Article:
We are back again with two of New Orelans’ Finest: Executive Chef, Ben McCauley and Executive Sous Chef, Jeremy Stephens of The Troubadour! In this installment of Ben and Jeremy’s chronicles from the kitchen, we get a taste of what Thanksgiving looks like in New Orleans. Read on and follow along for a behind-the-scenes take on their New Orleans kitchen!
From Ben: Thanksgiving. My personal favorite holiday. I mean, what’s not to love? There’s food, beer, loved ones, and last but certainly not least, FOOTBALL! It’s on all day! But back to the food. I don’t know about you but there are some serious staples around the table on turkey day in my family. I remember having a life crisis a age 15 when my aunt opted for “healthier options” rather than corn pudding. That was a rough year. I’m starting to tear up just thinking about it.
This is my round-about way of saying that we all have traditions, especially this time of year, and Jeremy and I love passing down our favorite recipes. When we got together to talk about Thanksgiving dinner and the things that we had to have on our food roster, we both agreed that there was one thing that had to be on the menu: oyster dressing. It was something that had been passed down from our grandmothers, great grandmothers, and so on. My version growing up in the mid-Atlantic area was bread-based, while Jeremy’s was rice-based. You may know it better as dirty rice, but here in Louisiana it’s known as rice dressing. We paired this with a turkey Ballantine.
A Ballantine is a pretty technical way of including all of the (in this case) turkey into one bite. It takes a little practice but if you can pull it off, your guests will be extremely impressed. Not to mention no more light or dark talk–just eat and enjoy. If you want to learn how to make your own, I suggest grabbing a butchering book or checking out some YouTube videos. Jeremy nailed this one, confit legs in a turkey mousse, wrapped in the breasts. And after a trip to Popeyes’, we decided deep-frying was the only way to cook it… (Side note: I ate half the turkey after taking pictures, some before). To finish off the dish and celebrate the tradition, we plated everything in my great great grandmother’s dish.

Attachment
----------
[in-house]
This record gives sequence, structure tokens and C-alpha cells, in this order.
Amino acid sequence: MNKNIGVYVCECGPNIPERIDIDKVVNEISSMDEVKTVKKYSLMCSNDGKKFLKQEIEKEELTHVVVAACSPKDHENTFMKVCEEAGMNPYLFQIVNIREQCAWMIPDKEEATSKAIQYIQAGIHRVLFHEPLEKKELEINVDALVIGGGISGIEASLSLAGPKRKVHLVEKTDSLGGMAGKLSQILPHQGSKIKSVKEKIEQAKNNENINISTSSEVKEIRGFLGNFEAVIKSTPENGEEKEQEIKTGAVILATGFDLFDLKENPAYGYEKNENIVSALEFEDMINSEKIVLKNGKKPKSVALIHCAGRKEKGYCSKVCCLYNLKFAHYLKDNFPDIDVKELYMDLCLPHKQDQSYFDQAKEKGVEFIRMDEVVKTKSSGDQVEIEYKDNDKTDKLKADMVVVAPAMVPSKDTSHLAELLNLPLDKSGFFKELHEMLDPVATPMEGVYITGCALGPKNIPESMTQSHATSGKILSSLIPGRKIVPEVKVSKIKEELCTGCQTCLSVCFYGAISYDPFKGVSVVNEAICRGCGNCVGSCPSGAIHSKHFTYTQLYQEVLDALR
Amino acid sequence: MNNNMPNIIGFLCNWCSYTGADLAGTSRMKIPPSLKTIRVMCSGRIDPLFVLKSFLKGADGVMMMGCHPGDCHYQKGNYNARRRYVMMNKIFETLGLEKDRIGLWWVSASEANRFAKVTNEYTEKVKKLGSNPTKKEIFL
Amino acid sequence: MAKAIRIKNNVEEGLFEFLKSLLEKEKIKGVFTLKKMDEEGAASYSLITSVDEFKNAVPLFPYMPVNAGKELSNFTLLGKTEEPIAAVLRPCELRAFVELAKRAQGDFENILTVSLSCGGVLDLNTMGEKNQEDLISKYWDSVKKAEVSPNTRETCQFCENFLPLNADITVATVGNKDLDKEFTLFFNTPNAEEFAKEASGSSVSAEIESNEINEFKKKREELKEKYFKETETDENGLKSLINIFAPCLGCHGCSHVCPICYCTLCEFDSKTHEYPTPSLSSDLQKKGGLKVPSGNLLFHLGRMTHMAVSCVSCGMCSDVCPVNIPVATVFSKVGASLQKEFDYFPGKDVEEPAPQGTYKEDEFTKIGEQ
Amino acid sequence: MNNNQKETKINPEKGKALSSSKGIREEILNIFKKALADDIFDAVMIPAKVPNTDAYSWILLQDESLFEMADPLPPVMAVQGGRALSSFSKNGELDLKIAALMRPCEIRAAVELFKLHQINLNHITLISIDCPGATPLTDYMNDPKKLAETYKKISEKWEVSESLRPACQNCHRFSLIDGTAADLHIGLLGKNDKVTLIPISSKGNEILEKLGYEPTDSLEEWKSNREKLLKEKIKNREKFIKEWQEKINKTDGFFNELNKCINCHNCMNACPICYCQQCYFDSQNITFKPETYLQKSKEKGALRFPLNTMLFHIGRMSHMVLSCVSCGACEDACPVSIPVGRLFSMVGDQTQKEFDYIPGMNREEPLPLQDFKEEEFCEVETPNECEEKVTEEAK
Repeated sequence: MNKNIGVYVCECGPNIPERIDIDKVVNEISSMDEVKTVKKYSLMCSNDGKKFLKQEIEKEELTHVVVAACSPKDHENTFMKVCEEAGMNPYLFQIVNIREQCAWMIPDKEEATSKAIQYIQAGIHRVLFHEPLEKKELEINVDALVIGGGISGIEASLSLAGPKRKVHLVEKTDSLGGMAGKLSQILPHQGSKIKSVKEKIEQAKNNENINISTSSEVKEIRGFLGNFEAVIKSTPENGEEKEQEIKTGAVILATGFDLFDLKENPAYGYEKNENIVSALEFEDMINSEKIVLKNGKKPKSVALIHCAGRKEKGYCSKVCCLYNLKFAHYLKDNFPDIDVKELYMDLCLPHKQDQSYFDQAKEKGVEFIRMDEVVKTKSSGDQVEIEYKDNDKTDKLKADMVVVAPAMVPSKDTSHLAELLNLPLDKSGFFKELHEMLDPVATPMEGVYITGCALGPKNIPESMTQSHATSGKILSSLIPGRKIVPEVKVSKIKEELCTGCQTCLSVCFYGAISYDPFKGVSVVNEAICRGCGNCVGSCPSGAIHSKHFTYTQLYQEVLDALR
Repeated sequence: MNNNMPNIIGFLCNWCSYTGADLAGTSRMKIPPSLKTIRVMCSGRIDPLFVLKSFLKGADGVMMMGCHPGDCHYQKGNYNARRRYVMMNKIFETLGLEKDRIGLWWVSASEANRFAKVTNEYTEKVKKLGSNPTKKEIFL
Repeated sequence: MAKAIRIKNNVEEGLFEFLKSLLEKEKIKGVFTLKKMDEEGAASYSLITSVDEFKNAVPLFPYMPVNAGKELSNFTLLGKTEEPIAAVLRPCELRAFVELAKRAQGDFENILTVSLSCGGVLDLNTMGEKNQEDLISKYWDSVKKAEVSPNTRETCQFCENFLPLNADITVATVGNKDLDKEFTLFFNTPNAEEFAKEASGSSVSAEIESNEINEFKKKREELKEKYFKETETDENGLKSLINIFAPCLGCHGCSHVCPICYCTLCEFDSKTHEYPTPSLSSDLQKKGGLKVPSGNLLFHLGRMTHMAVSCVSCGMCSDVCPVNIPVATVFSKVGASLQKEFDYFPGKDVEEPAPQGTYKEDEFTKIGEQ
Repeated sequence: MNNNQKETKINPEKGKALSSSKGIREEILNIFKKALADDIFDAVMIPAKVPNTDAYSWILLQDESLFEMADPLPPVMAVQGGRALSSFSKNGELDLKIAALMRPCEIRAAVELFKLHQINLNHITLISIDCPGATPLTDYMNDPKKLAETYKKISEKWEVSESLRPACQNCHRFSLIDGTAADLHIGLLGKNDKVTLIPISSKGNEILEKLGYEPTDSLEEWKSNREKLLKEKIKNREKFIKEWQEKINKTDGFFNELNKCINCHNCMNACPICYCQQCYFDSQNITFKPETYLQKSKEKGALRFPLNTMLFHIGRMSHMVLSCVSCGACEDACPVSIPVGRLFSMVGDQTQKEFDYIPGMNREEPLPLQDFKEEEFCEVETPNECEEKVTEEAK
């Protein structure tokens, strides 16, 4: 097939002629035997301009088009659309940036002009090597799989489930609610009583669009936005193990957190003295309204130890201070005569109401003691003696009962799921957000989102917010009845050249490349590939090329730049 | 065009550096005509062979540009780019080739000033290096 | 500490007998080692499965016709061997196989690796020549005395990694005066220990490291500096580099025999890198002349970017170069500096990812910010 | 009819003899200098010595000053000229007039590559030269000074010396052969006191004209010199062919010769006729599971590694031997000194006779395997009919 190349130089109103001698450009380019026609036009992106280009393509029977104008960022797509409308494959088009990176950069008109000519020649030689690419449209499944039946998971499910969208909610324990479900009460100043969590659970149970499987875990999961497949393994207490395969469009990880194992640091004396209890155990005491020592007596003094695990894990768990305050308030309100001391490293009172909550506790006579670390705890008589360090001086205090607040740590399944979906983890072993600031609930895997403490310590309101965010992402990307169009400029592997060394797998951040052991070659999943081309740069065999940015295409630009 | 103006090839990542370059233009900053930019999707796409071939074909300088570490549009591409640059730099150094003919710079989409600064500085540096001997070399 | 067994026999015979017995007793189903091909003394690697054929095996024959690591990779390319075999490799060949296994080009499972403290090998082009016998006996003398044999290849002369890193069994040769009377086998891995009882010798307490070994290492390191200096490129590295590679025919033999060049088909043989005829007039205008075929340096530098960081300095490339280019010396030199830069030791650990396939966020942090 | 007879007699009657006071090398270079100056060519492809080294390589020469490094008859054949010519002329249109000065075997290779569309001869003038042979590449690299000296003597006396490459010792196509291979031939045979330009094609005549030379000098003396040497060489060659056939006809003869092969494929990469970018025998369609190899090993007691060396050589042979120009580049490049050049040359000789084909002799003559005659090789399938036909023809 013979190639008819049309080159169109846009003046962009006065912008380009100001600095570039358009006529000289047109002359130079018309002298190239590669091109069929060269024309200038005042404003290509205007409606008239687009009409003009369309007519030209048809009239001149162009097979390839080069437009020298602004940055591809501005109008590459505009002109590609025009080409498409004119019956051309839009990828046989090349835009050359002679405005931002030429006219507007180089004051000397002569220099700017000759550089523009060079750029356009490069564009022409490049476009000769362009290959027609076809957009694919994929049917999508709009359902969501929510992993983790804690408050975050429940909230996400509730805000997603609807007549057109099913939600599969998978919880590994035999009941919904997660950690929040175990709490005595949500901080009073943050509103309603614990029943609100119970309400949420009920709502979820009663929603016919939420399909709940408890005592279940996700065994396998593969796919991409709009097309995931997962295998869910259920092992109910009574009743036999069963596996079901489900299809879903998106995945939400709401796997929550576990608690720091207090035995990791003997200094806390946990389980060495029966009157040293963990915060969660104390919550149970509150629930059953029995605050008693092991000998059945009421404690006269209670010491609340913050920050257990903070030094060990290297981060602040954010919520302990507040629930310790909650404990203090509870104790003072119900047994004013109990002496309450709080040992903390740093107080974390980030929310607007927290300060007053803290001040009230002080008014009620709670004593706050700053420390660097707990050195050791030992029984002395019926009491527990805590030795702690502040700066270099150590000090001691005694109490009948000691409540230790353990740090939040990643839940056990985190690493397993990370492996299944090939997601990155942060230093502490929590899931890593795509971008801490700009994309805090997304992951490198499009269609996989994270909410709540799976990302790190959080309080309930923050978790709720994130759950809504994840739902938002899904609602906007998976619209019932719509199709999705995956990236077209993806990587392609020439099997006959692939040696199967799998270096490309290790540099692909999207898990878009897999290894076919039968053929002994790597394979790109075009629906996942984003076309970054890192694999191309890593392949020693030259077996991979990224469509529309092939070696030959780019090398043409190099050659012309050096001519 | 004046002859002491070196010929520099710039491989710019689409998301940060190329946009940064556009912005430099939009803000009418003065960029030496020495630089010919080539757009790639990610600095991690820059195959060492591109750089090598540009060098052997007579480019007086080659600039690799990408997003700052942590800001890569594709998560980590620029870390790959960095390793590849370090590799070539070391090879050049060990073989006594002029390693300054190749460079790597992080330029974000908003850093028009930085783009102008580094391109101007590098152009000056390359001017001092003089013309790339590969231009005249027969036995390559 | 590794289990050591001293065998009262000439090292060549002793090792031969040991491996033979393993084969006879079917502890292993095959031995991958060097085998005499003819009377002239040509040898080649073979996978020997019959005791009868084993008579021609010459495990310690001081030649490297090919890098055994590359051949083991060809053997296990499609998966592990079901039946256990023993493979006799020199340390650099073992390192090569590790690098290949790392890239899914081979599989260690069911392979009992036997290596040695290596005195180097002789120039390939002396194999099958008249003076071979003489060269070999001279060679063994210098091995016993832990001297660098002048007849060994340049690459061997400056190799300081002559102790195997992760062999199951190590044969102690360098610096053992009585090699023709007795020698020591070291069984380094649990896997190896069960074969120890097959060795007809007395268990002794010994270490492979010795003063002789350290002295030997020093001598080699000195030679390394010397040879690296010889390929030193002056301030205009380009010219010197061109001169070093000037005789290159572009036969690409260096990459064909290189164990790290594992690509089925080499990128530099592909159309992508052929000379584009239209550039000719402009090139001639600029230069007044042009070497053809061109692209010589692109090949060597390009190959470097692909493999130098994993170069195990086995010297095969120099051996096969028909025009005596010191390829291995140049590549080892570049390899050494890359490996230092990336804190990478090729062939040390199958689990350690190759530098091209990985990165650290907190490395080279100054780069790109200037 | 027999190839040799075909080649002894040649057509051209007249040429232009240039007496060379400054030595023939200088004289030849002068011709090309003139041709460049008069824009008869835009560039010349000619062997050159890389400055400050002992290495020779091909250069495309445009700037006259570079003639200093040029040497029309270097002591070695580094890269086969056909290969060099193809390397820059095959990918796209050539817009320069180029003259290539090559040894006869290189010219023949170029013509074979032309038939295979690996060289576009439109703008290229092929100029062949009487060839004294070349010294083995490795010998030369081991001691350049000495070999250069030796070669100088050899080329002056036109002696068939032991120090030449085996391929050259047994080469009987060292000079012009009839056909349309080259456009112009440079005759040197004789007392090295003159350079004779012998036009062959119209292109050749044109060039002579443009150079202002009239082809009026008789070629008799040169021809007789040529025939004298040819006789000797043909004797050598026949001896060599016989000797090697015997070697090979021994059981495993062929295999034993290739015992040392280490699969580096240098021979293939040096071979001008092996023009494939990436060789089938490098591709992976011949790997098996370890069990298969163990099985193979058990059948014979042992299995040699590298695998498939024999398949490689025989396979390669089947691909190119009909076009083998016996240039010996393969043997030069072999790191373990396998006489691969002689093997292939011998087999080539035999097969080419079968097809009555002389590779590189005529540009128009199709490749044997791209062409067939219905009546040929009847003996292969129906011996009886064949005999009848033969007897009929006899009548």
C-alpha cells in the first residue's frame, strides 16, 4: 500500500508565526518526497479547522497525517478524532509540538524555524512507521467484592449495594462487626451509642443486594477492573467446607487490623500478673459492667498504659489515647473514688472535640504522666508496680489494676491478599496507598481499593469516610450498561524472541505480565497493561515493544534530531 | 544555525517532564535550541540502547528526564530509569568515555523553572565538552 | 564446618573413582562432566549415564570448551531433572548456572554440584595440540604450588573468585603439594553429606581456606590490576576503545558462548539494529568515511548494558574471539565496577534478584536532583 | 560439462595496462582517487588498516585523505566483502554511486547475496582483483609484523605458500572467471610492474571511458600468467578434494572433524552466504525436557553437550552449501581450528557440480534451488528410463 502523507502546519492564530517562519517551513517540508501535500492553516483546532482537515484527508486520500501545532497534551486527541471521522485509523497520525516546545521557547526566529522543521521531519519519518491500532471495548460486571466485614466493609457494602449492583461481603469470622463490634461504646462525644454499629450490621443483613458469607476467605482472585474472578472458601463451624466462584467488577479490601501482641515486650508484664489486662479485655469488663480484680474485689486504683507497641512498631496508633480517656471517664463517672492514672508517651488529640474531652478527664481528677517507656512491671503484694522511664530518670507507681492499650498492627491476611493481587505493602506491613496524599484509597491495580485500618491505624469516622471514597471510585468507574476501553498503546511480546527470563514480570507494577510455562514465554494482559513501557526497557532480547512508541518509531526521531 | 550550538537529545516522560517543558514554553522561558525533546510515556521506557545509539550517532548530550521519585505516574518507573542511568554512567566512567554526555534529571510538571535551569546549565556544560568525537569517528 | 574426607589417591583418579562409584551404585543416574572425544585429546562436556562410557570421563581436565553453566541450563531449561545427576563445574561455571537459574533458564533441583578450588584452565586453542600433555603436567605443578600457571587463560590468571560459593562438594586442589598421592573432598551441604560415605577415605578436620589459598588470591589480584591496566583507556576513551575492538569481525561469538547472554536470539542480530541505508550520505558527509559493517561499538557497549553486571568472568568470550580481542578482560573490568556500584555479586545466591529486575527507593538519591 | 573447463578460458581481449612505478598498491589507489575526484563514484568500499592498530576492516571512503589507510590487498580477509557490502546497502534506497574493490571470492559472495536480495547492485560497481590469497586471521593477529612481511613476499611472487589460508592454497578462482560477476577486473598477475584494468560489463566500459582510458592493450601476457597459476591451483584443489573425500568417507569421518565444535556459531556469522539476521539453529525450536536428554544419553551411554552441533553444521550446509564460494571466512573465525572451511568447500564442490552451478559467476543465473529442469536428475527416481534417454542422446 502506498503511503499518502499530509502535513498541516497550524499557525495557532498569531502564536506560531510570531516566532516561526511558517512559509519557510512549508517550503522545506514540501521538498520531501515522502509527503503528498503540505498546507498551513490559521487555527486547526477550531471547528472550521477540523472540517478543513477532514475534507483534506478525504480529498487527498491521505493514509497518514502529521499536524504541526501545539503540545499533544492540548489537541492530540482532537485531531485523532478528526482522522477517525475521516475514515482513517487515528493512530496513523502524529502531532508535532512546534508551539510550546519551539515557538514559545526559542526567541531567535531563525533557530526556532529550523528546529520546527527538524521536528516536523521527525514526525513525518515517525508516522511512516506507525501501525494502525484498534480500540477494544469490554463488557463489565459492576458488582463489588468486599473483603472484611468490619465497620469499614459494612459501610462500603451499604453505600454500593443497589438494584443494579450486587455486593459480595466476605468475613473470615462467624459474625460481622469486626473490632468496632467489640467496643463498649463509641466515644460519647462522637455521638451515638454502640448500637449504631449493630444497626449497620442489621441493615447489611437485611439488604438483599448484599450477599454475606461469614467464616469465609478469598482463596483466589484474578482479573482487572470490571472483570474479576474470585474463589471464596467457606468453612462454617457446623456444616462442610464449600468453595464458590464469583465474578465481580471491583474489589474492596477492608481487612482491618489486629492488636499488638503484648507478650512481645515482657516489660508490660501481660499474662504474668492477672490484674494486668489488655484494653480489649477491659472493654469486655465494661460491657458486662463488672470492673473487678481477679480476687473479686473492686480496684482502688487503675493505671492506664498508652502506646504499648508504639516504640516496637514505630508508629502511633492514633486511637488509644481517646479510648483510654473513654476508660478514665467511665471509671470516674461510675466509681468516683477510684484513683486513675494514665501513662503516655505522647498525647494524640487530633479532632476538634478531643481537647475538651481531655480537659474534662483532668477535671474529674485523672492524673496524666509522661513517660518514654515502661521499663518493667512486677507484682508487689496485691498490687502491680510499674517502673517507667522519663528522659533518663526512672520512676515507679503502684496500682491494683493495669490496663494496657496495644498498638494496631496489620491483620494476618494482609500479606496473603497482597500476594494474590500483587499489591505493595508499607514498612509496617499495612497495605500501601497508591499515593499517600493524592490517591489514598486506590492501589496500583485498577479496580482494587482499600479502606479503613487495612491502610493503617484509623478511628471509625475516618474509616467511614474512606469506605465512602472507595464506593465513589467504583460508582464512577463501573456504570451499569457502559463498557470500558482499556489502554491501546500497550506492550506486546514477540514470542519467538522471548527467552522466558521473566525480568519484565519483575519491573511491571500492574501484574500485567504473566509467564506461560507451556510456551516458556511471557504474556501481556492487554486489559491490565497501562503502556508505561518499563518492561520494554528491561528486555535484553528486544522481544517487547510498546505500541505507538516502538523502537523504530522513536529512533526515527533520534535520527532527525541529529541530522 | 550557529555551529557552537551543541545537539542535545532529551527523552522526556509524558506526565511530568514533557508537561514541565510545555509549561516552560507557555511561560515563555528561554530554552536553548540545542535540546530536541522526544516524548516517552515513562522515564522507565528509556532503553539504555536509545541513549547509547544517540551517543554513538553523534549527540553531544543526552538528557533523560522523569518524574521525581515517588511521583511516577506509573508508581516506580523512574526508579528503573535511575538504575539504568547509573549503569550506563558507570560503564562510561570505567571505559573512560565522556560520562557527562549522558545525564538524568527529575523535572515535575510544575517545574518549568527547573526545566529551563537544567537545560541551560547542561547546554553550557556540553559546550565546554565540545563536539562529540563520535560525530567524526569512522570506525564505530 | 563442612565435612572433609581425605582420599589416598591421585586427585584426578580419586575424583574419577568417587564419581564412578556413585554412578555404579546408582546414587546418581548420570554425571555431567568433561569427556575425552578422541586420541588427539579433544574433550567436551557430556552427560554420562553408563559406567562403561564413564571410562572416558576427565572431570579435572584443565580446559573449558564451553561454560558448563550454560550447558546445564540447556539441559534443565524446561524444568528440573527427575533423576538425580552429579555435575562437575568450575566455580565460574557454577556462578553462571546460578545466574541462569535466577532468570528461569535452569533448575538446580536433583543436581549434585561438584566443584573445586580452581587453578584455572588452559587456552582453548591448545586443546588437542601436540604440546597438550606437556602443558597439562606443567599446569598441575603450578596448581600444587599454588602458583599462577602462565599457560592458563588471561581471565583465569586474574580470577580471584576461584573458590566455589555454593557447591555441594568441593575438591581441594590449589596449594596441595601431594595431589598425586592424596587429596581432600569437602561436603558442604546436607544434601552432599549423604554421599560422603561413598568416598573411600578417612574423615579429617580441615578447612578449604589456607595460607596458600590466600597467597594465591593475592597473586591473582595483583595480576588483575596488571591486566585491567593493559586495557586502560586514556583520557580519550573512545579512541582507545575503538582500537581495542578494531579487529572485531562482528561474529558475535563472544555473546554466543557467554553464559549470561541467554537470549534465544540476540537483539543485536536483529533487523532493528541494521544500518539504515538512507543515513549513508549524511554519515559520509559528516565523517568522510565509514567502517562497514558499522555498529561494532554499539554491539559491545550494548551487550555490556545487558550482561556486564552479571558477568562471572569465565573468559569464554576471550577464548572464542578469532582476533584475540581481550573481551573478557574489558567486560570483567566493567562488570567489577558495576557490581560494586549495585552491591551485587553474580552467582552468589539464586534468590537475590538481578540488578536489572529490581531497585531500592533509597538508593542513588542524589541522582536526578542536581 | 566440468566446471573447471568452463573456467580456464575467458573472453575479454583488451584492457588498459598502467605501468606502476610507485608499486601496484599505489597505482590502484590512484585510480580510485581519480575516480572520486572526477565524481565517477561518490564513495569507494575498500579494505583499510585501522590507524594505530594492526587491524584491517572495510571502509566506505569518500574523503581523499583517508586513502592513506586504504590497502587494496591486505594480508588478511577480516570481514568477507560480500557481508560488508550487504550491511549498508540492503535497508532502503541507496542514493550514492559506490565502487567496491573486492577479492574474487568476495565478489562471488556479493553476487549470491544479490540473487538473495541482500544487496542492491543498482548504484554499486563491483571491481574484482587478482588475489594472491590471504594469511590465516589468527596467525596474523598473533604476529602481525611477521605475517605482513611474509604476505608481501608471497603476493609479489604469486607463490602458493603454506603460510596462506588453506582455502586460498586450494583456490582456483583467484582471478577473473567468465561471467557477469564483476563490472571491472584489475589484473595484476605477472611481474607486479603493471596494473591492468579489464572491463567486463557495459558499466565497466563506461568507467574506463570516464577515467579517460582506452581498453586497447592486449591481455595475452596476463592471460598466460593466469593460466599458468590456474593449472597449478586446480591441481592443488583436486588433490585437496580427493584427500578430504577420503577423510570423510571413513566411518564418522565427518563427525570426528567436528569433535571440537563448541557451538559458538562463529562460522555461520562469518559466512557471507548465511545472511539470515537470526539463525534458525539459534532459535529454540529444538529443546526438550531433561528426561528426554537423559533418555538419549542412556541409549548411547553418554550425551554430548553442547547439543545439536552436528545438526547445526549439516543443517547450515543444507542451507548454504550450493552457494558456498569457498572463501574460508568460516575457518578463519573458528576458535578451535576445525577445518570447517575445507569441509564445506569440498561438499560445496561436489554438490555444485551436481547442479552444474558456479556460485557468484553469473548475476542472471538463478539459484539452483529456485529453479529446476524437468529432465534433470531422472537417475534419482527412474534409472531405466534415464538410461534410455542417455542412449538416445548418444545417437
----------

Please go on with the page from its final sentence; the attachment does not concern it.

Oyster Rice Dressing
- 1 lb. Ground Beef
- 1 lb. Ground Pork
- To Taste Kosher Salt
- To Taste Ground Black Pepper
- To Taste Cayenne Pepper
- 1 lb. Richard’s Cajun Dressing Mix
- 1 Yellow Onion, Diced
- 1 Green Bell Pepper, Diced
- 1 Stalk Celery, Diced
- 1 Pint Shucked Oysters
- 3-4 cups Cooked Rice
Mix ground beef and pork together. Heat a large pot, preferably cast iron over medium high heat. Add a small amount of oil to the pot and brown meat. Season with salt, black pepper, and cayenne pepper. Reduce heat to medium low and add onion, bell pepper, and celery. Sweat vegetables until onions are translucent. Add dressing mix and reduce for about 30 minutes. Meanwhile, drain oysters, reserving liquid. Cook rice according to packaging, replacing oyster liquor for equal amount of water. Once your meat mixture has cooked for the 30 minutes, fold in whole oysters being careful not to break them. Next add your rice. Start with 3 cups, let sit for a bit to let the juices soak into the rice. If you would like your dressing a little bit drier, add more rice. Adjust seasonings to taste. Try not to eat it all before guests arrive.